Opportunity. We look out for it all the time. But sometimes we get so fixed on what opportunity looks like that we miss the half chances that can give us a foot in the door. HereÃ¢â‚¬â„¢s my list of half chances I urge you not to throw away.
An acting position: An acting position often is a higher position than your own and can intimidate you. But, believe you were given the responsibility because you were deemed capable. DonÃ¢â‚¬â„¢t go in there afraid to Ã¢â‚¬ËœtouchÃ¢â‚¬â„¢ anything because you are Ã¢â‚¬Ëœonly actingÃ¢â‚¬â„¢. You are accountable for what happens during your stint so find out quickly what you need to do, identify a helping hand or short term mentor and DO THE JOB.
A temporary job: DonÃ¢â‚¬â„¢t shun a temp job because it can bring benefits such as helping you get industry knowledge and new skills quickly; keep your CV current if you are in between permanent jobs, provide more flexibility and a chance to sample different organisations and tasks. A permanent job brings stability but before you say no to that temp assignment, think about how it can enrich you and your work experience.
Teaching a newbie: Working with someone who is learning their first steps in a role can feel frustrating but embrace it, especially if itÃ¢â‚¬â„¢s your first shot at supervising someone. It offers you the unique chance to learn and practice coaching, mentoring and line management skills.
So, rather than be grouchy,Ã‚Â think about what you can teach this person, find out what they would like to learn and work out what the best way to teach. As you pass on skills, you strengthen your own.
Thrown in on the deep end: Ever been given a big task which set your head spinning? Sometimes superiors do this deliberately to see how well you can cope in a difficult situation where you have to hit the ground running. If this happens, first take a deep breath, donÃ¢â‚¬â„¢t be afraid to ask questions to clarify whatÃ¢â‚¬â„¢s expected in terms of results.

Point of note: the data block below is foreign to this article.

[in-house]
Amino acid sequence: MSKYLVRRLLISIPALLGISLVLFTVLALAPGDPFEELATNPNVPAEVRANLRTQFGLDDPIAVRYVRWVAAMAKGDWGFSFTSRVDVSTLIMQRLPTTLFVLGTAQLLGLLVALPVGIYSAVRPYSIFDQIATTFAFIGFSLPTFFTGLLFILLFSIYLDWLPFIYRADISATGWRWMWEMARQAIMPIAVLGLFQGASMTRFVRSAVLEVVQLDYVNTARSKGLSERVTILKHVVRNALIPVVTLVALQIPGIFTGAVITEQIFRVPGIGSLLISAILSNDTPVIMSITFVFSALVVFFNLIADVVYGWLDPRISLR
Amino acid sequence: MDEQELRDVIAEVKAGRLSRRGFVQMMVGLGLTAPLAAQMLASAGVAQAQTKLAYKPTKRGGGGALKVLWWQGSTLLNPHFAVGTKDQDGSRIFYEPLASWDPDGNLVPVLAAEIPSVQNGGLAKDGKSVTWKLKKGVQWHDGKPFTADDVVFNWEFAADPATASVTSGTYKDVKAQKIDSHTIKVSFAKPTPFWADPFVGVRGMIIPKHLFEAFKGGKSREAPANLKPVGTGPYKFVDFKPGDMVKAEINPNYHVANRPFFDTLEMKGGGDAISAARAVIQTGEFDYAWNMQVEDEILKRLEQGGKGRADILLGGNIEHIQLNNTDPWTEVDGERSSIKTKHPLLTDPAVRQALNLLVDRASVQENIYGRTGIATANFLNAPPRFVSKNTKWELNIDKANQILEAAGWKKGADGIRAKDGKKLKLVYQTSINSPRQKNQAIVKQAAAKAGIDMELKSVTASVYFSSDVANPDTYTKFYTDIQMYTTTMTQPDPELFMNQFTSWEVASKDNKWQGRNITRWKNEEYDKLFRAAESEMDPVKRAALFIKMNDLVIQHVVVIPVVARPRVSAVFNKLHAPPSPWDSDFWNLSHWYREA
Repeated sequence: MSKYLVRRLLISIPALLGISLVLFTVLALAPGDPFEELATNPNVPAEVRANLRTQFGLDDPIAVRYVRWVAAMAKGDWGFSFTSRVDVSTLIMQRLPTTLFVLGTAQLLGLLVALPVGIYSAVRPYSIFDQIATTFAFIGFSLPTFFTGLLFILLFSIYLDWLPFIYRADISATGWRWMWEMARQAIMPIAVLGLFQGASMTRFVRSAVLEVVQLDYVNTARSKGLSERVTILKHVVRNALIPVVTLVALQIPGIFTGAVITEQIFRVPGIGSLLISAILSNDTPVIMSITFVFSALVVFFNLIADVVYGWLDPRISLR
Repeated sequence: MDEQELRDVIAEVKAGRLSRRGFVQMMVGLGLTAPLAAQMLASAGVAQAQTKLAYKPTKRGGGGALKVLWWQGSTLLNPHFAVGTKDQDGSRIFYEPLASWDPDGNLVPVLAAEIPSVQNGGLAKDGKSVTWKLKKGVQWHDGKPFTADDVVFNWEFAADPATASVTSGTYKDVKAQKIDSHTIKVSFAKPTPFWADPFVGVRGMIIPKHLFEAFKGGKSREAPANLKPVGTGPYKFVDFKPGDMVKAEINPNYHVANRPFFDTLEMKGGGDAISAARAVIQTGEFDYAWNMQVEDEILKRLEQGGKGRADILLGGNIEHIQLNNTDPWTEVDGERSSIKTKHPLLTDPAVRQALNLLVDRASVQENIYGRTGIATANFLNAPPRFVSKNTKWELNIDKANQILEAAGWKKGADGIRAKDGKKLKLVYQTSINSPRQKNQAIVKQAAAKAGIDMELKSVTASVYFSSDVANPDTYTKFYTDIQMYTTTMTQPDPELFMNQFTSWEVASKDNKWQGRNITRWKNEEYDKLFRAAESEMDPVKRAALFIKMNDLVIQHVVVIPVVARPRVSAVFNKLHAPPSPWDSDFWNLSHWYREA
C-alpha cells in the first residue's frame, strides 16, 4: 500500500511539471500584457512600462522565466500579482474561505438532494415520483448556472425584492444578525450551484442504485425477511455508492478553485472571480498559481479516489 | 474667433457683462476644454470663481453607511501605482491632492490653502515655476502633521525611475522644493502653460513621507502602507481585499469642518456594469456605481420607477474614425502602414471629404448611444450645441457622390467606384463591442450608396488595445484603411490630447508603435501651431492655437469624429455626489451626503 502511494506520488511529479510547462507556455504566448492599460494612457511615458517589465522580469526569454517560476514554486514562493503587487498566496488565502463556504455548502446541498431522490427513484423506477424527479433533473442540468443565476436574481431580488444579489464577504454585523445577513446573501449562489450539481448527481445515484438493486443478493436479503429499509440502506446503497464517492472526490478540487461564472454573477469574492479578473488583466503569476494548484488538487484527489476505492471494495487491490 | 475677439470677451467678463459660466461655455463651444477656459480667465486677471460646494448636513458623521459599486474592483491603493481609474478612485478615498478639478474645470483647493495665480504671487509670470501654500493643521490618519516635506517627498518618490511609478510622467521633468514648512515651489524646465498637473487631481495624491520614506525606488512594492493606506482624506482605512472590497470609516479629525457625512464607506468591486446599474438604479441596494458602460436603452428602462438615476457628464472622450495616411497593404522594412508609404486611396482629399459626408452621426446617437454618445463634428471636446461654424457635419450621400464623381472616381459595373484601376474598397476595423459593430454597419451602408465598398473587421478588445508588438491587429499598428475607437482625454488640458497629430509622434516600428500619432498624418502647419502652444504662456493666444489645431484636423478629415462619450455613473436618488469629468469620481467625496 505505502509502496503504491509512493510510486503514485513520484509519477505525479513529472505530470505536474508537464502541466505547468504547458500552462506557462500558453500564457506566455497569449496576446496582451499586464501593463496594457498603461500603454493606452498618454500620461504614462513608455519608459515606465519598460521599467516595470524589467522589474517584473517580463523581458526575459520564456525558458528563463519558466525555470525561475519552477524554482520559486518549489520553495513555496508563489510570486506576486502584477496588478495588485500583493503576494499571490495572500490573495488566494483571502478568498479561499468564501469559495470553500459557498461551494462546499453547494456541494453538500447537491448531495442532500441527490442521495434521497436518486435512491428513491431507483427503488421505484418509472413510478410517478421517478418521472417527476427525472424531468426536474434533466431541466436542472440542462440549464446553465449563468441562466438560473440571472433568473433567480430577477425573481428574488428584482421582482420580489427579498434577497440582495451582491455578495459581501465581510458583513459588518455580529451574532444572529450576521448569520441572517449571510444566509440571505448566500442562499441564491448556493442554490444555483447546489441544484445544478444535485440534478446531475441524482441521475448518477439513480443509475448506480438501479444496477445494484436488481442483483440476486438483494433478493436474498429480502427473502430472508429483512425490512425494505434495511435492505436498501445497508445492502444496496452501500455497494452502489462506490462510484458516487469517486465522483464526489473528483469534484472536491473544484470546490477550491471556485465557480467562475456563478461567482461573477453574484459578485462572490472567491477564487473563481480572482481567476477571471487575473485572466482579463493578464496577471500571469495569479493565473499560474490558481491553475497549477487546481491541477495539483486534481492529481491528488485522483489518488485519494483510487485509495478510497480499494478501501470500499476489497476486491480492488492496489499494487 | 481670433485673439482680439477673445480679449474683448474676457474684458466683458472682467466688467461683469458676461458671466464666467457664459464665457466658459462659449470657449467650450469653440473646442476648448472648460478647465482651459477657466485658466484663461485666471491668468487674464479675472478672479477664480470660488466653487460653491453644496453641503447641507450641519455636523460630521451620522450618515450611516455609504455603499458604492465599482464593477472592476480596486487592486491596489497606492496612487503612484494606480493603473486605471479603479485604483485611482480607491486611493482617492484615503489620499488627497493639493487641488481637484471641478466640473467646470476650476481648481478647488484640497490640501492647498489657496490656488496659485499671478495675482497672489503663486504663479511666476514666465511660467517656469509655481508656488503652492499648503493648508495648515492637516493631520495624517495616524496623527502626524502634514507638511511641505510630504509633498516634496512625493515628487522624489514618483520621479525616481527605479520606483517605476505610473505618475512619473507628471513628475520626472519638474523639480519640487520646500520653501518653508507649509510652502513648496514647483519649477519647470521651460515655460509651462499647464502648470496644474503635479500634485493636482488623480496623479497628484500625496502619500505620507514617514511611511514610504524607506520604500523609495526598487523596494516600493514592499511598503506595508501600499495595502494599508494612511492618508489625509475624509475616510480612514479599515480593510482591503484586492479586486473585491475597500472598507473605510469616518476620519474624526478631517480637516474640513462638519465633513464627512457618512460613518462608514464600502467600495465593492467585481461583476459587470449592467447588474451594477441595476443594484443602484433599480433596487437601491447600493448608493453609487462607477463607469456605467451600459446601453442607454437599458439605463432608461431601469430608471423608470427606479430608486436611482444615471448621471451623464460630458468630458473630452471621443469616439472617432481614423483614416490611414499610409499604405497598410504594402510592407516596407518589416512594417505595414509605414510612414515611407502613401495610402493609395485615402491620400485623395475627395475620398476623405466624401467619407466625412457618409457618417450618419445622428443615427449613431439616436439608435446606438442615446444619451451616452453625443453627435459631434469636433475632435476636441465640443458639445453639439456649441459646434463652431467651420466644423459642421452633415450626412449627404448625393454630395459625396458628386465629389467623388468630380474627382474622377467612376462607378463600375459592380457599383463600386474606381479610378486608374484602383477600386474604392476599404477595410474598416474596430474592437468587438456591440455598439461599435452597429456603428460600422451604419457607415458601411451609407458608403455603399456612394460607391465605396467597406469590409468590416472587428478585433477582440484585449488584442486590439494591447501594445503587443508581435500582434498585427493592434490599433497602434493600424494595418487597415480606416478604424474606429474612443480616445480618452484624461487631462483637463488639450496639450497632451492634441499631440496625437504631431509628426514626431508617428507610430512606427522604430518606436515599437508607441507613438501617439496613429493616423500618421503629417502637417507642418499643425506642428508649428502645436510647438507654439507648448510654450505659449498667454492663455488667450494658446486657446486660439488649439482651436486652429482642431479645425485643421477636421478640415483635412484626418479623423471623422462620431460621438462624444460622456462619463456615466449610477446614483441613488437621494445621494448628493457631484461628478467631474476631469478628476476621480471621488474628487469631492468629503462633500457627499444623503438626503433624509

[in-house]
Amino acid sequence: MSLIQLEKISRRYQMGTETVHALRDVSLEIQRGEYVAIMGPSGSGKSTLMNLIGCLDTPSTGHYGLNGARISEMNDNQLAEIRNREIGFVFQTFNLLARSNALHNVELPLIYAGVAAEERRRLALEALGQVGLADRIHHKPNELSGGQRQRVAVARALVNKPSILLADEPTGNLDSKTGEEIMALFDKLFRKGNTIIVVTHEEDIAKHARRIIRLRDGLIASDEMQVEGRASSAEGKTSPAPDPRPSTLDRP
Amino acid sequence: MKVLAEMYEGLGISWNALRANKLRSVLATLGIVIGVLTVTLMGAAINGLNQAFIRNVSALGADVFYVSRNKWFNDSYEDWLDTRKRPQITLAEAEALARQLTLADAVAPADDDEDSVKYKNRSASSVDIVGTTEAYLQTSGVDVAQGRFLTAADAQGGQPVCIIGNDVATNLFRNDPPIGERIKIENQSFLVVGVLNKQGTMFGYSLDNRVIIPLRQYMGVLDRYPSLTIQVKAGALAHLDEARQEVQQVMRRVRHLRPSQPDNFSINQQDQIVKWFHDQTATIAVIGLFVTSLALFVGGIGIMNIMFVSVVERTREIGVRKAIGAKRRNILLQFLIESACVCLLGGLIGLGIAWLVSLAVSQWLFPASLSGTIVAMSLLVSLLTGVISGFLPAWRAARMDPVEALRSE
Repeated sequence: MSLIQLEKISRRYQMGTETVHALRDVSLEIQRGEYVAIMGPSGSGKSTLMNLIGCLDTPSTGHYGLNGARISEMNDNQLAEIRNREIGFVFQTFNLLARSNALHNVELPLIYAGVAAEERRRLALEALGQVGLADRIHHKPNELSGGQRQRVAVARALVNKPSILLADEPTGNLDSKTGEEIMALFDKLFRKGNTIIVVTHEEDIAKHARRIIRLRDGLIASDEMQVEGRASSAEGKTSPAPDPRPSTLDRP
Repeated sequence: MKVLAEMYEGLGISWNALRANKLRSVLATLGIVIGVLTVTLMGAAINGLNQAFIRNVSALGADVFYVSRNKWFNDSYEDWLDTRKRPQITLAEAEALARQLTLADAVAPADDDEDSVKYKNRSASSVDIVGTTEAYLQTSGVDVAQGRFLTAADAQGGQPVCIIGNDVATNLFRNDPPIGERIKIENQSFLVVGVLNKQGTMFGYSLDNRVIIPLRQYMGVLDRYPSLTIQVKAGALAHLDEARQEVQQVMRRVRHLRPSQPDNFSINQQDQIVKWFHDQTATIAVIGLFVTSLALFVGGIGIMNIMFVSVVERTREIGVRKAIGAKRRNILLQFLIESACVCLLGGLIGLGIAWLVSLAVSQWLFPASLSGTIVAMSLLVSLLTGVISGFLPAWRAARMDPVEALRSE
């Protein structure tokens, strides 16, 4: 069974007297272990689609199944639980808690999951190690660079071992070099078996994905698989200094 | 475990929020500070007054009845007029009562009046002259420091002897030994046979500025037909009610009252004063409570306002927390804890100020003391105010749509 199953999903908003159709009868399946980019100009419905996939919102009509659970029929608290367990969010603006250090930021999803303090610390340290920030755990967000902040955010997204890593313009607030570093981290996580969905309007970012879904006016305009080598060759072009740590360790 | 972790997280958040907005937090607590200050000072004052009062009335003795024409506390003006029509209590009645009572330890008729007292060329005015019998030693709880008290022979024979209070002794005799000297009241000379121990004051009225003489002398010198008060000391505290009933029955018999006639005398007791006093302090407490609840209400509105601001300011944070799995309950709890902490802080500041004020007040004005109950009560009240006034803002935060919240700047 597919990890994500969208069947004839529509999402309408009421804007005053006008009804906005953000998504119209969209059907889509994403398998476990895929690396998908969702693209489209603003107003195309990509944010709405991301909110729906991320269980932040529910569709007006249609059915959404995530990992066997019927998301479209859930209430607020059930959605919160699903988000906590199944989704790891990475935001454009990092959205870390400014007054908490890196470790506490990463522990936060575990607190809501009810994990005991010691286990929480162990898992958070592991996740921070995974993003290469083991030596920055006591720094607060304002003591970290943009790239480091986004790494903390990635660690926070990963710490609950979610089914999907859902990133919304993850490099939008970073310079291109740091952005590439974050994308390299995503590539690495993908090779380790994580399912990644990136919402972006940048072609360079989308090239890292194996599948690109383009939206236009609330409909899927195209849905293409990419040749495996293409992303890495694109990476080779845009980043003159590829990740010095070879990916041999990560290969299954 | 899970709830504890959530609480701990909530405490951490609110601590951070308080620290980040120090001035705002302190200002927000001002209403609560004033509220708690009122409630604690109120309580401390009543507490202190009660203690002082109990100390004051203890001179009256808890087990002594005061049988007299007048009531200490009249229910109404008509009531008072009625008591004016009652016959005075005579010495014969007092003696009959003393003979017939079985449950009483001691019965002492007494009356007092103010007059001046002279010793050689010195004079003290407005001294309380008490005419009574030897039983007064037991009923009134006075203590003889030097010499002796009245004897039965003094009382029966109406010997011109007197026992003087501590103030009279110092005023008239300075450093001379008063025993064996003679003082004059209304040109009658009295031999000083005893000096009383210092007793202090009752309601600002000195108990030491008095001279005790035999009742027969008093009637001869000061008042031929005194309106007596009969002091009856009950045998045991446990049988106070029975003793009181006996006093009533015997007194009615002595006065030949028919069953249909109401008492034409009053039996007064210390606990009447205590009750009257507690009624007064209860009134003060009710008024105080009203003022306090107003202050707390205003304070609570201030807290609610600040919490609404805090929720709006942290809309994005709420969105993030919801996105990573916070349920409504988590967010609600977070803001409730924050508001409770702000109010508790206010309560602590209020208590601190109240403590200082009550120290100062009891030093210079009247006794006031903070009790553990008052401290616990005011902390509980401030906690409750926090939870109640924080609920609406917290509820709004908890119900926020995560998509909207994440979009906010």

Break down the task into manageable bits and look for help. When you succeed, it could become a very long fluffy feather in your cap that serves you well. If you flop, learn from it.
Working with a taskmaster : This can be tough because taskmasters tend to be workaholics who expect the same of others. If you end up with one, donÃ¢â‚¬â„¢t spend your time Ã¢â‚¬Ëœwishing him or her awayÃ¢â‚¬â„¢ or spend time resenting them for destroying your work life balance. Work out a way to negotiate less stringent working hours and impossible deadlines. Give quick honest feedback if you feel you are being treated like a workhouse. But also think about what you could gain such as developing resilience, capacity to work under pressure and with a difficult boss as well as ability to think on your feet.
Now take action: What half chances could you proactively look for in your job?